I got the following question on email:


Which one of these three loops is the most efficient? How can I prove the answer?

I've listed the source code below. The three loops are:

  1. Foreach over an int array
  2. Simple for over an int array
  3. For over an int array, hoisting out the length value

On questions such as these, there are two ways to find the answer. The first is to build the code and look at the generated IL (or the resulting assembly, remembering that you get debug code if you run in the debugger. Attach to a running process, and then you get the optimized native code), or to time the code with a stopwatch.

In this case, I chose the IL approach, because it was quicker.  For arrays, versions #1 and #2 produce similar IL, and should produce very similar execution speed (I'm too lazy to actually time them today). So, I would choose the foreach version unless I needed the index.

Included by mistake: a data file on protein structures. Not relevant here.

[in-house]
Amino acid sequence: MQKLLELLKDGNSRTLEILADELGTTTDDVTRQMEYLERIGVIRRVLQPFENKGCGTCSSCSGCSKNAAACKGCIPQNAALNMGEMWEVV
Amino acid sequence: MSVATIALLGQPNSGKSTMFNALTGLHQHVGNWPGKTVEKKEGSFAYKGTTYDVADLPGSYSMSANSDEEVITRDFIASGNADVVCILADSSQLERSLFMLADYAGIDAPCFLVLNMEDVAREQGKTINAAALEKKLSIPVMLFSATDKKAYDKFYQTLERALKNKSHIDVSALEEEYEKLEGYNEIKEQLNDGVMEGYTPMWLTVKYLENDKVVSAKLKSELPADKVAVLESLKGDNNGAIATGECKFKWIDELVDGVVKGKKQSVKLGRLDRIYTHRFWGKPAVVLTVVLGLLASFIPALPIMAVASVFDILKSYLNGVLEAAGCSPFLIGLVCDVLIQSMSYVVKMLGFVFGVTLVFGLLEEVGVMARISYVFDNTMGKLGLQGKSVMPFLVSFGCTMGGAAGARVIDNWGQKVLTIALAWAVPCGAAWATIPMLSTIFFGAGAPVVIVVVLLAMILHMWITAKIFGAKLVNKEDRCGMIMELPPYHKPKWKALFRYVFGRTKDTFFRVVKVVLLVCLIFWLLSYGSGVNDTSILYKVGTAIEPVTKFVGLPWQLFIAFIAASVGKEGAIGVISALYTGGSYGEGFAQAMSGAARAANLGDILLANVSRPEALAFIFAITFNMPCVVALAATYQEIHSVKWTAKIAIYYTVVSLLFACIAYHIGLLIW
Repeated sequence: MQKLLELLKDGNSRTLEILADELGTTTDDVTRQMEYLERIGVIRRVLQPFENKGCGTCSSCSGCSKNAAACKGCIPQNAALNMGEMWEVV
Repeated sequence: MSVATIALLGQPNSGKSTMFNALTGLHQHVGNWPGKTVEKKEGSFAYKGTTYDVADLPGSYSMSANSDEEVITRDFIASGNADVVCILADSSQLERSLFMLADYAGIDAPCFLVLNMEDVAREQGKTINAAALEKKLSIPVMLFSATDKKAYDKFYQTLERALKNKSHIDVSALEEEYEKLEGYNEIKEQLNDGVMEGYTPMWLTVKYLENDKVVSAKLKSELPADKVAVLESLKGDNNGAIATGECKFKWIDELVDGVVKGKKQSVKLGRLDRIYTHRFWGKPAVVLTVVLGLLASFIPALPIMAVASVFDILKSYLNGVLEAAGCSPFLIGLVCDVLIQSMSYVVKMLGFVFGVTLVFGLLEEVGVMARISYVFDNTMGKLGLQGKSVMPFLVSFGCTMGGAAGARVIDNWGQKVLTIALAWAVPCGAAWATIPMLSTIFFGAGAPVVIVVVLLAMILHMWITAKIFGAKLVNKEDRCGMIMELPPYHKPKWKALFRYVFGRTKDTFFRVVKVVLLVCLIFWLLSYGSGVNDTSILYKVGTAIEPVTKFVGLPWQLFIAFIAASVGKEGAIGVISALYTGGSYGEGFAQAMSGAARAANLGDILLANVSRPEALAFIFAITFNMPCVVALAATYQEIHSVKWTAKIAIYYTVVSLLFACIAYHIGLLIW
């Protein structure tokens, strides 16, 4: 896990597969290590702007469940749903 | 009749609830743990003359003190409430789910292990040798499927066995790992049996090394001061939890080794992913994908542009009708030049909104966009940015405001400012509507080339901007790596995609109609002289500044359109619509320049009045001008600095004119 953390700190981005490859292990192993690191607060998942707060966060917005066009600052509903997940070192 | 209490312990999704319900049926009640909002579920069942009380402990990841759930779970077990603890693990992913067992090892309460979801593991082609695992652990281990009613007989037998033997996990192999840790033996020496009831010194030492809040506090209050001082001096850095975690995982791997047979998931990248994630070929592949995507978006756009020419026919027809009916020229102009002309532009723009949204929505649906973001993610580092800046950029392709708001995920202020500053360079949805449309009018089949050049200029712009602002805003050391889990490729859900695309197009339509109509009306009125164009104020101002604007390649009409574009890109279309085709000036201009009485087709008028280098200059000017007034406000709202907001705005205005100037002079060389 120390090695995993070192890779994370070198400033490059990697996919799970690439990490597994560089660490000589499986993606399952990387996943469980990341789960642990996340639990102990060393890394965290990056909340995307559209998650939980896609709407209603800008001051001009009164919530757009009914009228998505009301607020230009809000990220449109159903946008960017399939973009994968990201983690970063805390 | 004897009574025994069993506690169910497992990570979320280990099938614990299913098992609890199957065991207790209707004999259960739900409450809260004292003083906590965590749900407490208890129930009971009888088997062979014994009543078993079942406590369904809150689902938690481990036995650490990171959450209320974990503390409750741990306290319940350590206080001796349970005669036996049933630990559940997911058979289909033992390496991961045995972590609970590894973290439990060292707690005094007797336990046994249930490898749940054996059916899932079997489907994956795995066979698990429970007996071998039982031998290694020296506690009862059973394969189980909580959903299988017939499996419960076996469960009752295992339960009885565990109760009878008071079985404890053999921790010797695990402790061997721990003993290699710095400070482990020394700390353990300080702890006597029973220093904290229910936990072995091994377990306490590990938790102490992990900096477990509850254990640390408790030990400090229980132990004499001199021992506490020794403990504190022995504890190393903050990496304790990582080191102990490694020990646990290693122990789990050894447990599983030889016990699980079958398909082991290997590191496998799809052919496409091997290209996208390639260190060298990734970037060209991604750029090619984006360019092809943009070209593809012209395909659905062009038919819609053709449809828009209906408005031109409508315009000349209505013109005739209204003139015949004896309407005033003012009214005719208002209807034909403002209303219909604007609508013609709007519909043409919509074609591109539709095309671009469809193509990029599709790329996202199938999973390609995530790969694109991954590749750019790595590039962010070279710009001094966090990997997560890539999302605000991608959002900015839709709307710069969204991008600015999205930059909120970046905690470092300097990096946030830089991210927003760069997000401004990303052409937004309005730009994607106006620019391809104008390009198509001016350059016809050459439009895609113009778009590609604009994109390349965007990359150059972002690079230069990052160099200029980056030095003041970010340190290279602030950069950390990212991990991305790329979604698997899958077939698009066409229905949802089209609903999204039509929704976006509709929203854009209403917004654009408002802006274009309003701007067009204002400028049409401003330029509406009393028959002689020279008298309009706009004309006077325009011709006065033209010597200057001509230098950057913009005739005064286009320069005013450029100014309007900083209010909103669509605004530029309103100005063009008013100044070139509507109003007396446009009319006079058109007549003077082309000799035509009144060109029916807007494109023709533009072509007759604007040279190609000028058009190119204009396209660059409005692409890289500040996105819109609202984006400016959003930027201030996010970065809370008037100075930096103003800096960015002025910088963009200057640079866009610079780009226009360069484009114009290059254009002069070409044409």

In fact, I would advocate this position even if for loops are faster, to avoid the sin of premature optimization. It remains true that only 10% of the code needs optimization, and that algorithmic efficiency is often the driving factor.

The third option is to be avoided. The JIT looks for the pattern in version #2, and knows how to optimize it. If you pull the value out into a temporary, it may not optimize it. Of course, you know that because you've been measuring your important scenarios...


int [] foo = new int[100];
// version 1:
foreach ( int i in foo)
  Console.WriteLine( i.ToString( ));
// Version 2:
for ( int index = 0;
  index < foo.Length;
  index++ )
  Console.WriteLine( foo[index].ToString( ));
// Version 3:
int len = foo.Length;
for ( int index = 0;
  index < len; 
  index++ )
  Console.WriteLine( foo[index].ToString( ));